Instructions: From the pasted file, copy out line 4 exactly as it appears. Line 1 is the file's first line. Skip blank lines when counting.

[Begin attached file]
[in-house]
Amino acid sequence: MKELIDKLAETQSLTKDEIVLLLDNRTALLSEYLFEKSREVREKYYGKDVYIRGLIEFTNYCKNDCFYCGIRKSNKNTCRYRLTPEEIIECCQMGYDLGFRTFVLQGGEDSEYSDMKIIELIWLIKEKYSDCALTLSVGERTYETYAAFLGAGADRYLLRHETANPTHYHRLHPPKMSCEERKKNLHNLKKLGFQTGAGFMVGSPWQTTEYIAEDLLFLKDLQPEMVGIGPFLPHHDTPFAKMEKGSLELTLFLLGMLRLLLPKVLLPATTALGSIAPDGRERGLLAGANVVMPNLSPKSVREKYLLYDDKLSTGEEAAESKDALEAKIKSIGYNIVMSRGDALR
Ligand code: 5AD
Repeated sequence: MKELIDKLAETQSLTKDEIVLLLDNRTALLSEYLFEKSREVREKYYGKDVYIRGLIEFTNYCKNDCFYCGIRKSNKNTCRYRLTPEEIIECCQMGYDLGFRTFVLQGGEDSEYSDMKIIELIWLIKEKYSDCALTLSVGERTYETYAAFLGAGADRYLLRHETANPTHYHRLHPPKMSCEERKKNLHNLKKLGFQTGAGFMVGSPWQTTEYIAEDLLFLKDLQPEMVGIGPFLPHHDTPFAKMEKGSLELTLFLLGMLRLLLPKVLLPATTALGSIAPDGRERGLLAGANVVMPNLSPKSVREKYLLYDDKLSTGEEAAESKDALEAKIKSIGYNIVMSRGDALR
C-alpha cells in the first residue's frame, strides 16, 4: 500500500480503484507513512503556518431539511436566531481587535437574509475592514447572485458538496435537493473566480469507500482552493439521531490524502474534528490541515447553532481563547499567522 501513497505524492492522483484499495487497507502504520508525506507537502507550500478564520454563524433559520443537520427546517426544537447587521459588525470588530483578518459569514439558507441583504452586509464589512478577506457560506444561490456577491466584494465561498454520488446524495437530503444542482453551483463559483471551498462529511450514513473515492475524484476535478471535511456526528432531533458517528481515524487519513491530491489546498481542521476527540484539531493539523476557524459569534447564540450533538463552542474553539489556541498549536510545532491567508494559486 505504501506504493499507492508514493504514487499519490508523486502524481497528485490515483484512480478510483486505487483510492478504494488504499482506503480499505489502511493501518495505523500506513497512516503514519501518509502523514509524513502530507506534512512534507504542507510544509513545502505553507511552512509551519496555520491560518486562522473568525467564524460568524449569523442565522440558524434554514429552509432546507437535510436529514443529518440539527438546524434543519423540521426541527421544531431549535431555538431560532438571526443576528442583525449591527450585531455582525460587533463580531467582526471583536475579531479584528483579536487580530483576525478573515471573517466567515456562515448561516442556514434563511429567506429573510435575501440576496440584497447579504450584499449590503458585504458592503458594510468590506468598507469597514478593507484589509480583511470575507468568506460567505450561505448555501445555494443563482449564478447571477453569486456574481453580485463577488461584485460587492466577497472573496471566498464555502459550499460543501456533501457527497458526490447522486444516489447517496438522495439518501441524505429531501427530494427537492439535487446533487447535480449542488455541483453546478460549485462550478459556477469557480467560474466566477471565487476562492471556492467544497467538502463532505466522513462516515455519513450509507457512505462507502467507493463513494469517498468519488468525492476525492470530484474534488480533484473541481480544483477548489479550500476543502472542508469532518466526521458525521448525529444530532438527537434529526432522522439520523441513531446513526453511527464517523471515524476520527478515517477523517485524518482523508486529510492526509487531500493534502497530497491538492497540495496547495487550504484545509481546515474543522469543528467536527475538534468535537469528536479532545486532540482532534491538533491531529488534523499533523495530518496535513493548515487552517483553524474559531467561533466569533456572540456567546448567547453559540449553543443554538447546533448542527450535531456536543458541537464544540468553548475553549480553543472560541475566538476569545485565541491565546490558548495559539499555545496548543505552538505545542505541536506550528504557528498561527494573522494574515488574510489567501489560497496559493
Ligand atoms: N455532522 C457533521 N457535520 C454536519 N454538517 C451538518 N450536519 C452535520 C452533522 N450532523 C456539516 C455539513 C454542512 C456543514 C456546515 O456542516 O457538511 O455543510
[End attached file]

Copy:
Repeated sequence: MKELIDKLAETQSLTKDEIVLLLDNRTALLSEYLFEKSREVREKYYGKDVYIRGLIEFTNYCKNDCFYCGIRKSNKNTCRYRLTPEEIIECCQMGYDLGFRTFVLQGGEDSEYSDMKIIELIWLIKEKYSDCALTLSVGERTYETYAAFLGAGADRYLLRHETANPTHYHRLHPPKMSCEERKKNLHNLKKLGFQTGAGFMVGSPWQTTEYIAEDLLFLKDLQPEMVGIGPFLPHHDTPFAKMEKGSLELTLFLLGMLRLLLPKVLLPATTALGSIAPDGRERGLLAGANVVMPNLSPKSVREKYLLYDDKLSTGEEAAESKDALEAKIKSIGYNIVMSRGDALR